I think this is something that some of the Council members might be interested in - at the last meeting Council member Helene Schneider indicated interest in campaign finance reform.

After all, a main idea behind increasing council members' salaries was to broaden the candidate pool; if it costs so much to run, the pool gets very shallow very rapidly.

There's a lot of questions about campaign finance reform and how to level the playing field, but not run into 1st Amendment problems and not open the Council only to those self-financing with a lot of money.

Anyone interested, contact me at signs05@cox.net - I'll keep that address for awhile.

11/08/2005 11:52 AM  
Blogger David Pritchett said...

I recall that Das raised about $53K for his election two years ago, and everyone was flabergasted then.

A blog about finance reform would be fantastic. Need to track who the donors are, and their various friends and spouses that serve the same intent.

The goal should be that every time an issue comes before city Council, an easy reference needs to exist about who contributed.

The problem now is not that a council member needs a salary, but rather that running a competitive campaign needs so much money without losing credibility as a candidate and eventual elected council member.

11/08/2005 12:01 PM  
Blogger David Pritchett said...

about Labor Ready

This company gets paid by Tyler or anyone $18 per hour per worker, but the actual workers get paid by Labor Ready only about $8 per hour or minimum wage.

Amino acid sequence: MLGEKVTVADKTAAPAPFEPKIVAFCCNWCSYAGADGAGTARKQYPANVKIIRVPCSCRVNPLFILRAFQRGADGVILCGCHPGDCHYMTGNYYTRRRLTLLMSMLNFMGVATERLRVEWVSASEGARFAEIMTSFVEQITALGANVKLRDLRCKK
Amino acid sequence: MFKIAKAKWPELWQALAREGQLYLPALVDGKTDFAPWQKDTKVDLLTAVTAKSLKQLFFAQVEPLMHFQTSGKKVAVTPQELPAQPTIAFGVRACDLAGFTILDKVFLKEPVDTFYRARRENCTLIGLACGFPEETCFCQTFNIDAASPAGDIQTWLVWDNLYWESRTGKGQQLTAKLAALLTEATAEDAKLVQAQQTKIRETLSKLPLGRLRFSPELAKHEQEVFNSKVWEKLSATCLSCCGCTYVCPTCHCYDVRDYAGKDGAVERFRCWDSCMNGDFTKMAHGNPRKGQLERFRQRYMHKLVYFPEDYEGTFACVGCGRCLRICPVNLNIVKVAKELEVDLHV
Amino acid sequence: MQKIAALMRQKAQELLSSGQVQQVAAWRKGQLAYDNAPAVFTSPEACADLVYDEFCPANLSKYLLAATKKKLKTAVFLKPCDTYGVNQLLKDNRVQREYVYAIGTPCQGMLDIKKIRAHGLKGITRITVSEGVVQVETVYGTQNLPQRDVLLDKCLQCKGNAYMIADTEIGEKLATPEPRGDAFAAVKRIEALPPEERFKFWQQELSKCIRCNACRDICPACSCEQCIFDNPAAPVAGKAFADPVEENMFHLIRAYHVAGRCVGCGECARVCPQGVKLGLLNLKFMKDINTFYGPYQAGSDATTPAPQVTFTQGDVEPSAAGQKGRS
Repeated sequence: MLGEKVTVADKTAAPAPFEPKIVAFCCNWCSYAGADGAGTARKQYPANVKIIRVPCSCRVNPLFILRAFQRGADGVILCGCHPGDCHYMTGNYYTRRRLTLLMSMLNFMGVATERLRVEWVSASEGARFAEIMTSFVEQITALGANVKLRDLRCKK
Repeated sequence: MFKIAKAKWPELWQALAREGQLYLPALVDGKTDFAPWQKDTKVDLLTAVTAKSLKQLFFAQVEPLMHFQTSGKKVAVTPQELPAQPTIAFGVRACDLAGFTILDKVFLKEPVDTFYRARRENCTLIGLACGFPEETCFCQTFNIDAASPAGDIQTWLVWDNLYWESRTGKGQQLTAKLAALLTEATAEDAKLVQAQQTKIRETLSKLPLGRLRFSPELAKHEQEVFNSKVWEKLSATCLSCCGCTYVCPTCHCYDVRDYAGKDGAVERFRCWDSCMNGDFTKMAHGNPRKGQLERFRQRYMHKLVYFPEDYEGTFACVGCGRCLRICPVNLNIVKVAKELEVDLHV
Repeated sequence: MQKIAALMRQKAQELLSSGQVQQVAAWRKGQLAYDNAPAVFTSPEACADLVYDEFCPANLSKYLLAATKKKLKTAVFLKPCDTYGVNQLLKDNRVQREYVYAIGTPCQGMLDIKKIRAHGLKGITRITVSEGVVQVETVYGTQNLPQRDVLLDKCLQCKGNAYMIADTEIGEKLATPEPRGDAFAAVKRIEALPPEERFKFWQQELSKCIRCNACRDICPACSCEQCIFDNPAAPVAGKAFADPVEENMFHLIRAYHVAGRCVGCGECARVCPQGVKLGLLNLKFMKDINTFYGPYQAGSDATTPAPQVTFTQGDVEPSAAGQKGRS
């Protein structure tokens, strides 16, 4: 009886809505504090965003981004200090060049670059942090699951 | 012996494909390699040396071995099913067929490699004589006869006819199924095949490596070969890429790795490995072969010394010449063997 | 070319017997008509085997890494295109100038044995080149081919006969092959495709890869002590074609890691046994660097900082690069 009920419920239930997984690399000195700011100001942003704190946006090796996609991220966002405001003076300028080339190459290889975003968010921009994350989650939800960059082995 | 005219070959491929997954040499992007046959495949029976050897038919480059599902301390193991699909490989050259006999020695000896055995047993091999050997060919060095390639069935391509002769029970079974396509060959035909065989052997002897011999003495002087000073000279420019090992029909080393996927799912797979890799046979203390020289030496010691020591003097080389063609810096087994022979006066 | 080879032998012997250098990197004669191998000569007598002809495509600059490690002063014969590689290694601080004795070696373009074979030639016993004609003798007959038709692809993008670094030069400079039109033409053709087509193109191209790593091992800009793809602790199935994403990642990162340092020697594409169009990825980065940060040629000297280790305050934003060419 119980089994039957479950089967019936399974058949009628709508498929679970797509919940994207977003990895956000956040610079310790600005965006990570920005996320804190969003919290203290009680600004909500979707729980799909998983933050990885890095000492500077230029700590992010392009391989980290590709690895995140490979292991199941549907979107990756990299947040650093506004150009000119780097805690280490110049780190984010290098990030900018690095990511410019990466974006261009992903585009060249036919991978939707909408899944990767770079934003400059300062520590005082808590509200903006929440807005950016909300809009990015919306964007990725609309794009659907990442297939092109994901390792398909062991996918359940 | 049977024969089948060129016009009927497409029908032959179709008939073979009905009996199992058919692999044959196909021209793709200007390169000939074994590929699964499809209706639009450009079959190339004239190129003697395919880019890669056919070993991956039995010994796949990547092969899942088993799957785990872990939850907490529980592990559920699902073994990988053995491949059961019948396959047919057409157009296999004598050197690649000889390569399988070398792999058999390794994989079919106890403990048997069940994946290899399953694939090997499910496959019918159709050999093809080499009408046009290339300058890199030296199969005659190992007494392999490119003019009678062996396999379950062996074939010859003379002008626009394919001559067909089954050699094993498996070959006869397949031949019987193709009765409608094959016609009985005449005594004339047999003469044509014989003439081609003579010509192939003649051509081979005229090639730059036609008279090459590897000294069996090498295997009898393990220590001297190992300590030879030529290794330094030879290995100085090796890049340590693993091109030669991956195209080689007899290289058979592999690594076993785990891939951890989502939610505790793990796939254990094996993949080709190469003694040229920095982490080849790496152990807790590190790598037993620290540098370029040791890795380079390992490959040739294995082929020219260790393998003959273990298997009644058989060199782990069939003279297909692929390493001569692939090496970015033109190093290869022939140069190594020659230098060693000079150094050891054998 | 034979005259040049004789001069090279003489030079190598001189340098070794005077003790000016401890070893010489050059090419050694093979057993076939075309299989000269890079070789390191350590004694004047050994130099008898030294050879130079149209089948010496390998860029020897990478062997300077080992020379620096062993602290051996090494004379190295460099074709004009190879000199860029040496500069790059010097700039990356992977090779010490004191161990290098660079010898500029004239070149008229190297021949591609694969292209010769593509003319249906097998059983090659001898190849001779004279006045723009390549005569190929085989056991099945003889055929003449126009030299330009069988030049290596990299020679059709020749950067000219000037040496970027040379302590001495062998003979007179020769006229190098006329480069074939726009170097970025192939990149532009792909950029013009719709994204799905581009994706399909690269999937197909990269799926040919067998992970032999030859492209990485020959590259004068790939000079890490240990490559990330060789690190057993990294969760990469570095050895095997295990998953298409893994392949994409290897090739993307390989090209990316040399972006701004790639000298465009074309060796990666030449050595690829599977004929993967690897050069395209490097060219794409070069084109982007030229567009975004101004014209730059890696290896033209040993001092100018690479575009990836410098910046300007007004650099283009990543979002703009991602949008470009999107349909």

Blogabarbara can get some corporate sponsors instead.

Tyler could have picked up some "undocumented workers" from the street and paid them cash at $5 per hour to wave his signs on the street corners. That would be consistent with his labor policies articulated in the public discourse.

11/08/2005 12:36 PM  
Anonymous Anonymous said...

Das spent just over $70,000 which was a record for a city council race. However he needed to spend that much because he had higher hurdles to scale then most candidates. He was under 30, a living wage activist, had a weird name and next to no support from local elected officials. It takes about $50,000 to win a seat unless you are good at getting media attention or get the help of popular people through mailings, ads in the newspaper, etc.

11/08/2005 2:26 PM  
Anonymous First District Streetfighter said...

Not so sure about the Das spending figure, but consider that Iya has raised and will spend more than $70,000 because she had higher hurdles to scale because she is:

over age 50 (as if over 50 versus nearly 30 years in age really matters),
a living wage opponent,
has a weird name,
and has lost huge support from local elected officials who once supported her.

It takes $70,000 to win a seat with such handicaps and loss of popularity without compensating with media attention or help of popular people and Mayor through mailings, ads, etc.

11/08/2005 2:45 PM  
Anonymous Anonymous said...

It was reported by Josh Molina after the election that he spent about $71k

11/08/2005 3:19 PM  
Anonymous Anonymous said...